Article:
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Investigators say Bush effort to relieve backlog likely will be unsuccessful
Contra Costsa Times
By Hope Yen
March 14, 2007

WASHINGTON - The Veterans Affairs' system for handling disability claims is strained to its limit, and the Bush administration's current efforts to relieve backlogs will not be enough to serve veterans returning from Iraq and Afghanistan, investigators said Tuesday.

In testimony to a House panel, the Government Accountability Office and Harvard professor Linda Bilmes detailed their study into the VA's claims system in light of growing demands created by wars. They found a system on the verge of crisis because of backlogs, cumbersome paperwork and ballooning costs.

The House hearing is the latest to review the quality of care for wounded troops returning from Iraq -- from emergency medical care at military hospitals, to long-term rehabilitation at VA clinics and eventual transition to civilian life with VA disability payments.

According to their findings, the VA:

• took between 127 to 177 days to process an initial claim and an average of 657 days to process an appeal, resulting in significant hardship to veterans. In contrast, the private sector industry takes about 89.5 days to process a claim.

• had a claims backlog of roughly 600,000.

• will see 638,000 new first-time claims in the next five years because of the Iraq war -- 400,000 by the end of 2009 -- creating added costs of between $70 billion and $150 billion.

• maintained a system for determining a veteran's disability that was complex and applied inconsistently across regional centers. Results varied; for example, Salt Lake City took 99 days to process a claim, while Honolulu spent 237 days.

• had antiquated technology for processing claims, such as unreliable old fax machines.

The findings drew fire from House members. Rep. John Hall, chairman of the House Veterans Affairs subcommittee on disability assistance, floated the possibility that the Veterans Affairs Department should be merged into the Defense Department.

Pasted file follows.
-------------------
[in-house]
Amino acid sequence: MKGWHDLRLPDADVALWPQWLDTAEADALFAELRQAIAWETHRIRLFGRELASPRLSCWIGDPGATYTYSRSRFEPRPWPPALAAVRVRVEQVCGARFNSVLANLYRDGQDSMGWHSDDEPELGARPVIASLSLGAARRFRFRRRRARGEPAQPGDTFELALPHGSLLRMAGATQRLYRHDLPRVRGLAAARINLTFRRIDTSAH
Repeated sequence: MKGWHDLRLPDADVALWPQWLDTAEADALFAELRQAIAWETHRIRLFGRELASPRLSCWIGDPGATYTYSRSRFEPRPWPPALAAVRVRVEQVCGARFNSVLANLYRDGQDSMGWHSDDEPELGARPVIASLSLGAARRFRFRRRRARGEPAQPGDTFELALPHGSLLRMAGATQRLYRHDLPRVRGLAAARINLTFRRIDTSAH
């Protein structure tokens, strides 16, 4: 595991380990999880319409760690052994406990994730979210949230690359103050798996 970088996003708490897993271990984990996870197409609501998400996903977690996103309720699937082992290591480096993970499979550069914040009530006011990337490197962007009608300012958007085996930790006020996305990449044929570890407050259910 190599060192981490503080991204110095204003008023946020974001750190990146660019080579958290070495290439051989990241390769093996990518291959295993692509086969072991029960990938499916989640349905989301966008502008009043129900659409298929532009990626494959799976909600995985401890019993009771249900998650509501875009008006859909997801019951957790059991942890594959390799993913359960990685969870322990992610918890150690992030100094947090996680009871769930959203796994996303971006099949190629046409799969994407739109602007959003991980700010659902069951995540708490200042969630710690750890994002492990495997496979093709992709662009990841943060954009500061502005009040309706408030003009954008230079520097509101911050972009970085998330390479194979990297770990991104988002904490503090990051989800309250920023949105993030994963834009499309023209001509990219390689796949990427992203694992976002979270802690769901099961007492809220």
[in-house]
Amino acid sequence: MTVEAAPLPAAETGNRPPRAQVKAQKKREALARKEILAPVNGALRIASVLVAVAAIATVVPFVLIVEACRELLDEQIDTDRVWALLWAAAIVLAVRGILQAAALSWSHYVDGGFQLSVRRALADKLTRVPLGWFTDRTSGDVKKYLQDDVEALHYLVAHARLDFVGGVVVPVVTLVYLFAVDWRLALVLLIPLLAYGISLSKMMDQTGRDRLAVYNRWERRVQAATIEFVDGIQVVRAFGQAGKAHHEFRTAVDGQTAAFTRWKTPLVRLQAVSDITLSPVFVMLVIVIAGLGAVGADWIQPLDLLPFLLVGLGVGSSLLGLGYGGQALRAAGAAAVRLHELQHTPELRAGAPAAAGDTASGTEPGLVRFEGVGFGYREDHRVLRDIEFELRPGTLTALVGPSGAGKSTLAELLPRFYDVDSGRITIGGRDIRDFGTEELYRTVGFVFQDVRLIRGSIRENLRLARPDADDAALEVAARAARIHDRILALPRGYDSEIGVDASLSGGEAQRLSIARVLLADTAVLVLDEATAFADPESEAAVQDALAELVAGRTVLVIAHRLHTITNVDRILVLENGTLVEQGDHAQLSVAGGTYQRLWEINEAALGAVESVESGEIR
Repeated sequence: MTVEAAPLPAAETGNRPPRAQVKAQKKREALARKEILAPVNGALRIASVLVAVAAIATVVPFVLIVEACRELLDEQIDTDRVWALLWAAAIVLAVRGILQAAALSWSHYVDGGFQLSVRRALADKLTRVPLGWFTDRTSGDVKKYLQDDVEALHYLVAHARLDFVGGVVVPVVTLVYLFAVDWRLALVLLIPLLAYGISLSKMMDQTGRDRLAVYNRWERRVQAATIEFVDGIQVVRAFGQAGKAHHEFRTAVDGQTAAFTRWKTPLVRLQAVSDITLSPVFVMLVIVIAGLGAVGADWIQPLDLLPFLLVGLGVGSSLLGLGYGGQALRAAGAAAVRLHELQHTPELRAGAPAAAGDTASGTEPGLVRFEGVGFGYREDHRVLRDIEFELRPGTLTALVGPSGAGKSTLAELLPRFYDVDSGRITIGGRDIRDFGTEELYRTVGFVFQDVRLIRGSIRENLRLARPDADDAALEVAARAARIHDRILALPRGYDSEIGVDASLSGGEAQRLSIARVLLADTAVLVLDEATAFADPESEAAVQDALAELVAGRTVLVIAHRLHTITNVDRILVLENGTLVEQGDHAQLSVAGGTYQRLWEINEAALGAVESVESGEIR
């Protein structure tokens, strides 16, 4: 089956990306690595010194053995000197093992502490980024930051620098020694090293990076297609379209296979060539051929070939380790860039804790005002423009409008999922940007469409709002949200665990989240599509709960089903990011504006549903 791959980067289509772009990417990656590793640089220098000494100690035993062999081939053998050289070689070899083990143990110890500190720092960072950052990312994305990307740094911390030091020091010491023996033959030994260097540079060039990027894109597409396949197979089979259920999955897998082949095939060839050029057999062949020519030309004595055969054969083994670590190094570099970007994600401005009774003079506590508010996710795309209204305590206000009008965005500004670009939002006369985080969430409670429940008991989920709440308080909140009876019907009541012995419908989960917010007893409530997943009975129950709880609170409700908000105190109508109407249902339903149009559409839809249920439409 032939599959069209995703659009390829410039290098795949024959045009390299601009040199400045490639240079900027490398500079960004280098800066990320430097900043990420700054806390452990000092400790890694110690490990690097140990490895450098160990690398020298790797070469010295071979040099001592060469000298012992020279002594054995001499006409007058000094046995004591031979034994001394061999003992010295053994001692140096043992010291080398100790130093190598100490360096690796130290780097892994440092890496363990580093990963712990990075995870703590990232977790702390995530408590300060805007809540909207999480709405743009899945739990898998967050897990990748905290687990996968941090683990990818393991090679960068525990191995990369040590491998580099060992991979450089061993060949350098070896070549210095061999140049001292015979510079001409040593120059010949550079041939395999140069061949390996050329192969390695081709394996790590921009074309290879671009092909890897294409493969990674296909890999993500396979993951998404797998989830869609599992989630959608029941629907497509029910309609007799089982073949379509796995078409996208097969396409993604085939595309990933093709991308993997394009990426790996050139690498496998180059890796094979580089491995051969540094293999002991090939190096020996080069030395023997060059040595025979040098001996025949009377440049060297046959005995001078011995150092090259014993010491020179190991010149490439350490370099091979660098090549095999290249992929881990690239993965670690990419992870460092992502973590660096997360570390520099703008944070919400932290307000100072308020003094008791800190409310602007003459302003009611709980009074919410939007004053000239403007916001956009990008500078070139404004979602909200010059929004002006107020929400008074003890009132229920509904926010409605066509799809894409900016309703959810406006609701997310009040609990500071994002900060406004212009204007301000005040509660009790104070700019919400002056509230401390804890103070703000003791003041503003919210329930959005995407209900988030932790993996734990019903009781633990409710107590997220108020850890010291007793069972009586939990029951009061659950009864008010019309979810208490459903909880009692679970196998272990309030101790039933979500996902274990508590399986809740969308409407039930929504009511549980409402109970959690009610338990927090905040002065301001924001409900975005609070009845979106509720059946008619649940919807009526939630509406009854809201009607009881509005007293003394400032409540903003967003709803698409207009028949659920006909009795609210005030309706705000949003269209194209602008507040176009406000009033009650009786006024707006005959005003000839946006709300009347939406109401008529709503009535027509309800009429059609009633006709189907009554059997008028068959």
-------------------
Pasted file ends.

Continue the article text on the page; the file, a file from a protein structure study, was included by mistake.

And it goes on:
"When our soldiers and military personnel return home and need help, they should get the assistance they have earned without delay," said Hall, D-N.Y.

Bilmes, a professor at Harvard's Kennedy School of Government who co-authored a paper on the war's economic costs with Nobel laureate Joseph Stiglitz, described a failed system that could have been prevented after years of warnings. She urged simplifying the disability ratings system, reducing time VA staff members spend documenting disabilities and conducting random audits instead.

"The veterans returning from Iraq are suffering from the same problem that has plagued many other aspects of the war, namely a failure to plan ahead," she said.

Ronald Aument, deputy under secretary for benefits at the VA, told the House panel that the department was working to shorten delays. The VA also was consolidating some processing operations and planned to add 400 new employees by the end of June.

"Expediting the claims process is critical to assisting veterans in their transition from combat operations back to civilian life," Aument said.

"If anything the recent Walter Reed expose has taught us is that trying to treat and care for soldiers and veterans on a limited budget and limited oversight only has one logical conclusion, poor care," said Patrick Campbell, legislative director of Iraq and Afghanistan Veterans of America.

Daniel Bertoni, an acting director at the GAO, Congress' investigative arm, said the VA system has been riddled with problems for years. "After more than a decade of research, we have determined that federal disability programs are in urgent need of attention and transformation," he said.

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